Young Life school kids

Middle school students conduct tests of water in Currant Creek at the Young Life Washington Family Ranch.

A Redmond-based investment company is in a property dispute with Young Life’s Washington Family Ranch and another property owner for blocking the company’s access to its land near Antelope.

Ace High Investments LLC filed a complaint April 10 in Jefferson County Circuit Court against Young Life, a religious youth organization that owns the Washington Family Ranch, and adjacent property owner, Jay Olson. Young Life’s property was the site of the controversial Rajneeshee commune in the 1980s.

The company is asking the court for an easement to access its property, which “is 100% landlocked and surrounded by the Young Life property,” according to Ace High’s attorney Alan Stewart.

Property records show the company bought a 640-acre tract of farmland for $500,000 in 2017. But the only way to access the property is by traveling through Young Life’s property on an access road that has been used for 100 years, according to Stewart.

The entry point for the road is on Olson’s property and is restricted by a gate owned and controlled by Olson. His property is west of Young Life.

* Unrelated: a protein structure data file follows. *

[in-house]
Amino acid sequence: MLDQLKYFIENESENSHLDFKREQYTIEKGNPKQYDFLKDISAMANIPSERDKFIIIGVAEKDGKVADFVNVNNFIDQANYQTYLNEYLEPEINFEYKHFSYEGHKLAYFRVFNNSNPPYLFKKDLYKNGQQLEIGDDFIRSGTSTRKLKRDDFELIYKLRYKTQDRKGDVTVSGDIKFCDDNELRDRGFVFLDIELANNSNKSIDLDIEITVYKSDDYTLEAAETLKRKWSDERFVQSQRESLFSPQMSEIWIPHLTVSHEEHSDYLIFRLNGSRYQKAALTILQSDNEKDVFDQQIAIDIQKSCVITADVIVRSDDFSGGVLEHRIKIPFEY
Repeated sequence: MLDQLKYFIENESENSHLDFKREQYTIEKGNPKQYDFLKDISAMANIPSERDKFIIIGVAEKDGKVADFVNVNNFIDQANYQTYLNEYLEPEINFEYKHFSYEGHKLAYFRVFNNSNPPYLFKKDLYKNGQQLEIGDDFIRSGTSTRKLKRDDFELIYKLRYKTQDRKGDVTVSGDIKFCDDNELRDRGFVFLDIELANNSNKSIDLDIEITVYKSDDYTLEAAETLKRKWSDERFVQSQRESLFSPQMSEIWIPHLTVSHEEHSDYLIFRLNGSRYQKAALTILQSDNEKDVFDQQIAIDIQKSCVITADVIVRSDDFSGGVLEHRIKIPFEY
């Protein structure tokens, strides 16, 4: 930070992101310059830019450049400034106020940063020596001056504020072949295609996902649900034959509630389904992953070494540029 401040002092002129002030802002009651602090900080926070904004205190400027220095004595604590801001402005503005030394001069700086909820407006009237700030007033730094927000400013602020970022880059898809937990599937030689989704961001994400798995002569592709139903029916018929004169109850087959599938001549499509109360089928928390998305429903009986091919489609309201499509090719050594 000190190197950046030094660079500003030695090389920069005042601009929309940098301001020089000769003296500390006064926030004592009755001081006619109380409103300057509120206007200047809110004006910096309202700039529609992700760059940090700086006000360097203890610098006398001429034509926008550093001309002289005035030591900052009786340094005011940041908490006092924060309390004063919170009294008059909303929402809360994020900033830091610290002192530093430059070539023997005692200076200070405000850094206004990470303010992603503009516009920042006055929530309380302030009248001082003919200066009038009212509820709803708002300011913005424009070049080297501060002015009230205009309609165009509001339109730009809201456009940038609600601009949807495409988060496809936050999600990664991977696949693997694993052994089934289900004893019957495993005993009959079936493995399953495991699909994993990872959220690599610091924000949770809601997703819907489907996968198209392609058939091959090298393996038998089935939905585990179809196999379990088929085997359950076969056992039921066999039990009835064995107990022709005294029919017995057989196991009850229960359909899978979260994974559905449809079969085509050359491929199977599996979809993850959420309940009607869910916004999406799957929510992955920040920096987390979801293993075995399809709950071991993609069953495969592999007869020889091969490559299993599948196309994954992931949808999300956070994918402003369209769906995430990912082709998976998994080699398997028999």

Without the road, the property has no value, Stewart said.

“The use of the access road is necessary to the plaintiff as it is the only means to reach the plaintiff’s property,” Stewart wrote in the court filing.

In February 2018, Young Life told Ace High that the company couldn’t use the road without written permission, according to the court filing. Then in April 2018 and again recently in March and April, Olson told Ace High the gate would remain locked.

Those actions “attempt to terminate,” Ace High’s only access to the property, Stewart wrote in the court filing.

Young Life has owned the Washington Family Ranch since 1999, after Montana billionaire Dennis Washington donated the property to the organization.

The ranch in Jefferson and Wasco counties was known as the Muddy Ranch before it was bought by the Rajneeshees for $5.75 million in 1981, according to the Oregon Historical Society.

After the Rajneeshees left the land, Dennis Washington’s company, Washington Construction, bought the ranch in 1991 for $3.65 million, according to the historical society.

Today, the ranch is used as a nondenominational Christian youth summer camp.

Reporter: 541-617-7820,

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